Here’s the Cann citation: Churchill Cann has a distinctive visual language within the Warmun vernacular. In his purposeful documentations of country, he seems to strip back the surface of the land to reveal its (almost corporeal) structure. Composed by balancing translucent and opaque areas of ochre, his paintings are organic and dynamic. The small dotting, and the thicker edges where the ochre and earth pigments meet, lend the works a line-drawing or sketch-like quality. In Buffalo Hole, Cann demonstrates his extraordinarily skilful use of colour as well as his command of charcoal, which appears to have been blown by wind across the canvas like air across water. As it does in all of Cann’s works, his material finesse conjures images of a sentient land, one that is primeval yet still in the process of creation. Ultimately, it is his ability to inspire wonder at what lies beyond the human experience that makes him a worthy winner.

And then there are the frequently nominated but so far unsuccessful Yhonnie Scarce and Christian Thompson. I’m pretty sure that Tasmania’s Julie Gough was making her unlucky debut.

As a relative outsider to Indigenous art, Art Gallery Director Stephano Carboni “ from Italy but, latterly, an Islamic art expert in New York “ has an interesting take on these Awards:
The WA Indigenous Art Awards were founded by the Western Australian Government in 2008. From that time until 2011 they were held annually. This is the first of the Art Gallery of Western Australia’s biennial presentation of the Awards.

“The two-year period between these and the last Awards has given us at the Gallery the
opportunity to reflect upon what they have brought to both the WA arts community and the national arts scene. In looking at their past, it is clear to me that the Awards not only play an important role in providing opportunities for artists, but have done much to increase the knowledge and appreciation of contemporary Indigenous art. As such, they remain the cornerstone of the Gallery’s engagement with this vibrant area of cultural practice.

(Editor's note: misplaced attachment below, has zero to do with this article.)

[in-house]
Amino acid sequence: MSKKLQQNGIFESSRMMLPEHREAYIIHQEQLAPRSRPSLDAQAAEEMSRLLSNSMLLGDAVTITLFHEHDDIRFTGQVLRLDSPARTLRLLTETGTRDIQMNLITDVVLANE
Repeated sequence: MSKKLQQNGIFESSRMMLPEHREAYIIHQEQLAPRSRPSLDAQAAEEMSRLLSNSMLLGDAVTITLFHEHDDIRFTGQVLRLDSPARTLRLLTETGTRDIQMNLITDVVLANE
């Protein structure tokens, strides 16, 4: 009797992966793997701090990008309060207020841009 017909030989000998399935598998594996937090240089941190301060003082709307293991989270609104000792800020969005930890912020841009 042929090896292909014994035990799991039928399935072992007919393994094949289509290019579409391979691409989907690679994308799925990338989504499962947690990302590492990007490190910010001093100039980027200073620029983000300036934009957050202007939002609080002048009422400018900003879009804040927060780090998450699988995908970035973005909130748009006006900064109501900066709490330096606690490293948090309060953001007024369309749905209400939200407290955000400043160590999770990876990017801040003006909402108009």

“The Awards’ impeccable reputation has been built on the quality of work exhibited in previous years and the expertise that each panel has brought to the selection process. What also makes them special is the diversity and breadth of work that the selection model allows the Gallery to showcase. Its format requires the Awards curator to travel around the country meeting with artists, communities and artists’ representatives. This year has been no different, and exposure to the diverse Indigenous arts scene has been instrumental in providing the platform for the Gallery to strengthen relationships and promote genuine engagement with this country’s varied Indigenous arts communities. Importantly, it also makes for an Awards event and exhibition grounded in an intimate knowledge of the field.

“Thanks to this rigorous process, the overall winners from 2008 to the present “ Patrick Tjungurrayi, Ricardo Idagi, Wakartu Cory Surprise and Gunybi Ganambarr “ and the Western Australian winners “ June Walkutjukurr Richards, Wakartu Cory Surprise, Sonia Kurarra and Jan Billycan “ truly represent the ultimate in artist achievement in this country. Each of the winners is highly regarded by their peers and communities, and I am very happy that the Gallery has been able to feature and support their practices through the Awards.

Above all, I am extremely grateful to the 16 artists who have accepted the invitation to participate as finalists in the Awards exhibition. Hailing from across Australia, they are truly exceptional artists. Their inspirational work ensures that the Awards continue to surprise, challenge and beguile our viewers. As they do so, this year’s Awards continue the tradition of past Awards in unveiling the brightest and most captivating Indigenous artists currently at work in this country.

It’s sad that so few folks from OE (Over East) will get to see this compilation in the flesh to fully understand what he means. But you can go online a vote for the People’s Choice, which ought to be a more positive experience than events on September 7th!

URL: WA Indigenous Artists Awards, Art Gallery of WA